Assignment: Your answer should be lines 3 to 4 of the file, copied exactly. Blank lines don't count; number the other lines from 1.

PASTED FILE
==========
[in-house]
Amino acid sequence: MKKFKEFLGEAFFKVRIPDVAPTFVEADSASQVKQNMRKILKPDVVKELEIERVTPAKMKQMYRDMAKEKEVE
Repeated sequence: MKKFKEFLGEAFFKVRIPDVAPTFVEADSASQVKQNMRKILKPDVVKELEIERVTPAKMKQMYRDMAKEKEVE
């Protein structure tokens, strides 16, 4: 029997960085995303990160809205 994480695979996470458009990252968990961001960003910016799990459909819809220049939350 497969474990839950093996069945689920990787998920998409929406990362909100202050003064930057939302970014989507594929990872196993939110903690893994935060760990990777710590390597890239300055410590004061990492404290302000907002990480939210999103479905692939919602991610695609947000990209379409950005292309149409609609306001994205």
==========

Repeated sequence: MKKFKEFLGEAFFKVRIPDVAPTFVEADSASQVKQNMRKILKPDVVKELEIERVTPAKMKQMYRDMAKEKEVE
């Protein structure tokens, strides 16, 4: 029997960085995303990160809205 994480695979996470458009990252968990961001960003910016799990459909819809220049939350 497969474990839950093996069945689920990787998920998409929406990362909100202050003064930057939302970014989507594929990872196993939110903690893994935060760990990777710590390597890239300055410590004061990492404290302000907002990480939210999103479905692939919602991610695609947000990209379409950005292309149409609609306001994205």